Robert Flescher, retired gastroenterologist, Newington, Conn., on May 3, 2016. Flescher was born on April 3, 1937, in Brooklyn, N.Y. A graduate of Stuyvesant H.S., he went on to earn a degree in 1961 from Harvard Medical School. He served in the U.S. Public Health Service as a lieutenant commander and then practiced as a gastroenterologist, becoming a founding partner of Connecticut Gastroenterology Associates at Hartford Hospital, where he subsequently was chief of gastroenterology. He also was president of the GI section of the Hartford County Medical Association and became a mentor for GI fellows at Hartford Hospital. Upon retirement, Flescher became a volunteer physician at the Malta House of Care. He also was a consummate gardener. Flescher is survived by his wife, Joyce, with whom he had recently celebrated his 48th anniversary; son, Andrew; daughter and son in law, Ellen and Ethan Foxman; three grandchildren; and sister, Sharon.
Robert Tauber, retired dentist, Mount Kisco, N.Y., on March 17, 2016. Tauber earned a degree in 1962 from the Dental School and was an assistant clinical professor of dentistry there. He served several terms as president of the Ninth District and chairman of the New York State Dental Association Ethics Council. He is survived by his wife, Dorothy; daughters, Sharon and her husband, Jeff, and Robin and her husband, Ted; and four grandchildren. Memorial contributions may be made to the Dental School.
Daniel S. Shapiro, tax and investment attorney, London, U.K., on April 15, 2016. Shapiro grew up in Cleveland. He earned a degree in 1963 from the Law School and received a Fulbright fellowship at the London School of Economics. In 1969, Shapiro co-founded the law firm Schulte Roth & Zabel. During the last decade, he was also a partner in the investment firm Park Vale Capital. In 2002, he and his wife, Ellen, moved to London to open an office of Schulte Roth & Zabel and lived there while maintaining their residence in New York. Shapiro was president of the UJA-Federation of New York, a founder of the Jewish Community Relations Council, secretary of the Partnership for New York City and on the Executive Board and Honors Committee of the Weizmann Institute of Science in Israel. He loved music, singing, playing tennis and spending time with family and friends. He is survived by his wife; sister, Rena Olshansky; in-laws, Jane and Jim Spingarn; sons, Jonathan, Andrew and his wife, Nina, and Peter and his wife, Rebecca; and seven grandchildren. Memorial contributions may be made to The Daniel S. Shapiro Cardiovascular Research Fund at the Weizmann Institute or the UJA Federation of New York.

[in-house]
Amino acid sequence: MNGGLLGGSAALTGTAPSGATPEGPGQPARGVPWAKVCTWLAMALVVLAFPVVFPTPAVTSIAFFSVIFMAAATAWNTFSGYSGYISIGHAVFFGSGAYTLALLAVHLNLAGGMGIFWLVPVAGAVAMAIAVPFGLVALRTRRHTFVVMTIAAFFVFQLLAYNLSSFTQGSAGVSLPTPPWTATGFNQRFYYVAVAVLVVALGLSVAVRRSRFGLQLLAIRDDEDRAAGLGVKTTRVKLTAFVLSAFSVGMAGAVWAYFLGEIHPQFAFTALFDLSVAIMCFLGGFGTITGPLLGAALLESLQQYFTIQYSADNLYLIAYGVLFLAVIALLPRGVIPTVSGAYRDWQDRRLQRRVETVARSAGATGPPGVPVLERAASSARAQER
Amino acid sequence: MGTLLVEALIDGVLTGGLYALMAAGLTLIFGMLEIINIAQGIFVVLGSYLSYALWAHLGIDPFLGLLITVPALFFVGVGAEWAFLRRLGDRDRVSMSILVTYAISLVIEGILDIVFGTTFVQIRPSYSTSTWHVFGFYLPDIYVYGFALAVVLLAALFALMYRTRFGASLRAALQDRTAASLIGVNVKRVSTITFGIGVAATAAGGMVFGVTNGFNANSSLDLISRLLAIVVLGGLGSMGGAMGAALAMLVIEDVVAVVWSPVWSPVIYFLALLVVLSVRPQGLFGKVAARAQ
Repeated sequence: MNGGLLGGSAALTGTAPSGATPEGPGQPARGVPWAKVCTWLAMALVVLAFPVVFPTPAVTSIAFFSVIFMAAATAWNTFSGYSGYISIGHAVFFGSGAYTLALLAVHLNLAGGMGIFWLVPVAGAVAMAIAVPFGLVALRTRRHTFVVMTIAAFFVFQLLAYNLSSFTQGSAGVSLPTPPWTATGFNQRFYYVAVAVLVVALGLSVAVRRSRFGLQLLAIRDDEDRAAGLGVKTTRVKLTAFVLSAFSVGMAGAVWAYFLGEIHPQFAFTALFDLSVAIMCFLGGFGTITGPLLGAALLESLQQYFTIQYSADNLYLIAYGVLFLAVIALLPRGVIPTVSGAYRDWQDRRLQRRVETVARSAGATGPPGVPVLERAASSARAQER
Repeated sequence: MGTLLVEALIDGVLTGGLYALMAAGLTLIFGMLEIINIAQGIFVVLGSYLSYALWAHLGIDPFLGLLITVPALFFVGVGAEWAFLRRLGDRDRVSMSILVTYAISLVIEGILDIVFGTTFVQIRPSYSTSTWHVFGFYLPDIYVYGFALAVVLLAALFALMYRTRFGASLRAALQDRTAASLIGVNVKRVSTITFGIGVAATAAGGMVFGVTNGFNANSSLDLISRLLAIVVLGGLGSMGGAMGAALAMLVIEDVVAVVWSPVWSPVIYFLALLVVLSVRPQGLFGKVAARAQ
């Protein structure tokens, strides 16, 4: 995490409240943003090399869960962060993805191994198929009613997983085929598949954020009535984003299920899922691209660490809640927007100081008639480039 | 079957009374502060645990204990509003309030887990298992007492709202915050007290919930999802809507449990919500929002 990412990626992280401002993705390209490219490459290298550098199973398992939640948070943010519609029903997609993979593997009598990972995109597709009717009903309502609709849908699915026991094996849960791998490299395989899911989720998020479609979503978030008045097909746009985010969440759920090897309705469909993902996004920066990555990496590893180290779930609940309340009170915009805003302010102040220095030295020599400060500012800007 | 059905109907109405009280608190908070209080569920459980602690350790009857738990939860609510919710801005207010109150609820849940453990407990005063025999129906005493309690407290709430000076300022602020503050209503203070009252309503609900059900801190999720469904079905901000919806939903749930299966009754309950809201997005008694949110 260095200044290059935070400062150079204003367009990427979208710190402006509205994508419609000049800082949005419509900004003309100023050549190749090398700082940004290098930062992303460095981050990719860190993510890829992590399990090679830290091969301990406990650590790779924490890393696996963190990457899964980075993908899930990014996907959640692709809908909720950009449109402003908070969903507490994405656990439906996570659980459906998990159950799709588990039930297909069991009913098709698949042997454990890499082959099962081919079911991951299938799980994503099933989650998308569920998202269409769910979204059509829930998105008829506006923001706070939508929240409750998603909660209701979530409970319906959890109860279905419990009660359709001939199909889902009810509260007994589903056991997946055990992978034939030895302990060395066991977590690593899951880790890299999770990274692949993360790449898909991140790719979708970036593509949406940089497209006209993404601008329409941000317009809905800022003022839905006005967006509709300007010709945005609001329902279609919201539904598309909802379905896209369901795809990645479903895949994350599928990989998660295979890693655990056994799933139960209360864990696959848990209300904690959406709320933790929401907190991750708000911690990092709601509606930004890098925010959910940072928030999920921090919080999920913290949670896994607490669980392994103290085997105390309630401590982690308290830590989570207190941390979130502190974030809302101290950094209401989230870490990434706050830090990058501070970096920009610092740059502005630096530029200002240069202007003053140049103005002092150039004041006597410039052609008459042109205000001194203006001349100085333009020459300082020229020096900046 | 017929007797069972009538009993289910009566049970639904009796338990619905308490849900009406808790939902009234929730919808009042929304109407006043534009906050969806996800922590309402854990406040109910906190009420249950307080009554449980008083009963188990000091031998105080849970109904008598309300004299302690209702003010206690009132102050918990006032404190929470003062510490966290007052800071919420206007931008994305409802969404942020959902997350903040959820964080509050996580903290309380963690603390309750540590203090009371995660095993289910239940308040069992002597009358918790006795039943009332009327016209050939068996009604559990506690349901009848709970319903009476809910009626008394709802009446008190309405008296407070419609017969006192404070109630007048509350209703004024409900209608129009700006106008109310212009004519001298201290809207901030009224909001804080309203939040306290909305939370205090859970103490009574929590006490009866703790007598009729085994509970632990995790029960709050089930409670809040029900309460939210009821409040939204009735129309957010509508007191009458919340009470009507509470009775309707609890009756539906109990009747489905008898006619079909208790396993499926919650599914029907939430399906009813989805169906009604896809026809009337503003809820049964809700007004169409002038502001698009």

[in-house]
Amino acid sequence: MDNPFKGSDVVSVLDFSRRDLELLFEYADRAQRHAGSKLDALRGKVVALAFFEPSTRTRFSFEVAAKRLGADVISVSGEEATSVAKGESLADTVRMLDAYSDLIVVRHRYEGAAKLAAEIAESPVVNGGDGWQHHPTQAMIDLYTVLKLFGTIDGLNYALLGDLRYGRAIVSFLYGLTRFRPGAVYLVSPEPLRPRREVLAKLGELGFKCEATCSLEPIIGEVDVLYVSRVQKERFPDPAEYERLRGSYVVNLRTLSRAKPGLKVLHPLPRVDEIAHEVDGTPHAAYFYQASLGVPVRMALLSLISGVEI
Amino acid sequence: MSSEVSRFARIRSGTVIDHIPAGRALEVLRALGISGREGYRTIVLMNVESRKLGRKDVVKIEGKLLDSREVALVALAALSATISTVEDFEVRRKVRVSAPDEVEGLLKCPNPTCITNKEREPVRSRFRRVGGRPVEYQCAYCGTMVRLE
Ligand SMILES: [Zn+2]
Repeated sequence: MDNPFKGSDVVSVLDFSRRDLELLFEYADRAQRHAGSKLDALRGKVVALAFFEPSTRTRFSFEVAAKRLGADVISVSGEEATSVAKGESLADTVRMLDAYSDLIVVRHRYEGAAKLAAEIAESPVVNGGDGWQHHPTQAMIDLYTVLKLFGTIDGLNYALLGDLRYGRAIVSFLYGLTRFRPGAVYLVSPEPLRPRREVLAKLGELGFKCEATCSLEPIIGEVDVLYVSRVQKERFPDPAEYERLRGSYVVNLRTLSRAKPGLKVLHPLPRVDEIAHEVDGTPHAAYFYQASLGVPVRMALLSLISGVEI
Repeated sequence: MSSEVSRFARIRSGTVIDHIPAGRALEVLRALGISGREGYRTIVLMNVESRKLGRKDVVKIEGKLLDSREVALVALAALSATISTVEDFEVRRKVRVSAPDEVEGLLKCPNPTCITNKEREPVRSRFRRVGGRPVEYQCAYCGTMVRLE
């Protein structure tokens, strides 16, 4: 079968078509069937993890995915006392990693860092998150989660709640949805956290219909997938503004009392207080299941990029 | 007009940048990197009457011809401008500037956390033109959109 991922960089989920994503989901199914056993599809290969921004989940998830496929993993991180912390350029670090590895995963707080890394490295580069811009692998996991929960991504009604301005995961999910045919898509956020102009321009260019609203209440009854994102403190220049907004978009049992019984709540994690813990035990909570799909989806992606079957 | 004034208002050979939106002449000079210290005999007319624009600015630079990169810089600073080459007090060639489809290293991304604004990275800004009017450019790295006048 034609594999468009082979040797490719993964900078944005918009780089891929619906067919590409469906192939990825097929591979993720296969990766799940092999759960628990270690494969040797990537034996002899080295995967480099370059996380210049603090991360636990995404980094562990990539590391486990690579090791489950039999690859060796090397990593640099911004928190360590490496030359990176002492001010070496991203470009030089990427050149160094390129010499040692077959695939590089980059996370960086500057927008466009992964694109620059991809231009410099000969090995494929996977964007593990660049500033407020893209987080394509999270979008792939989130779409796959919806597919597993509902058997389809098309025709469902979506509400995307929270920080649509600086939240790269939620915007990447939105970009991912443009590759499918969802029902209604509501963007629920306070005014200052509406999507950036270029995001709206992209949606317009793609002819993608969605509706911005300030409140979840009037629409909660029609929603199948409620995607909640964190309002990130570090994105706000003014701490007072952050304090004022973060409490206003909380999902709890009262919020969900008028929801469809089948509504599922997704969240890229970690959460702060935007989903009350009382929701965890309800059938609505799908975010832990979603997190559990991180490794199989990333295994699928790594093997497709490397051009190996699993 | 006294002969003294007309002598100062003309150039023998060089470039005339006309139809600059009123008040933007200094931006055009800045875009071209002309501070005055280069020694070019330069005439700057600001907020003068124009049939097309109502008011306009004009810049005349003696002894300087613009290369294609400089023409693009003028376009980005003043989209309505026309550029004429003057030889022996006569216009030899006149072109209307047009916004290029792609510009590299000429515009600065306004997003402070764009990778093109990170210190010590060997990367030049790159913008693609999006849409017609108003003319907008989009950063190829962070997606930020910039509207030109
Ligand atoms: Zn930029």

Stephen L. Goldstein, author, Fort Lauderdale, Fla., on July 3, 2016. Goldstein earned a master’s in 1966 and a Ph.D. in 1970, both from GSAS. He authored several books, two of particular importance: The Dictionary of American Political Bullshit (2014), in the tradition of Voltaire, Ambrose Bierce, and H.L. Mencken, at once partisan and idealist, whose definitions speak liberal, indeed progressive social and human sentiments, and Atlas Drugged: Ayn Rand Be Damned! (2012), a novel indicting Randian greed through redemptive satire and the power of moral vision meant to restore to American society its lost moral compass. From 1999 to 2014, Goldstein was an op-ed columnist for South Florida’s Sun Sentinel. He was the host and producer of numerous radio and TV programs, including Business Exchange on WLRN TV (a PBS affiliate) and We the People on Comcast, and spoke nationwide as a recognized trends analyst and forecaster on issues shaping America’s future.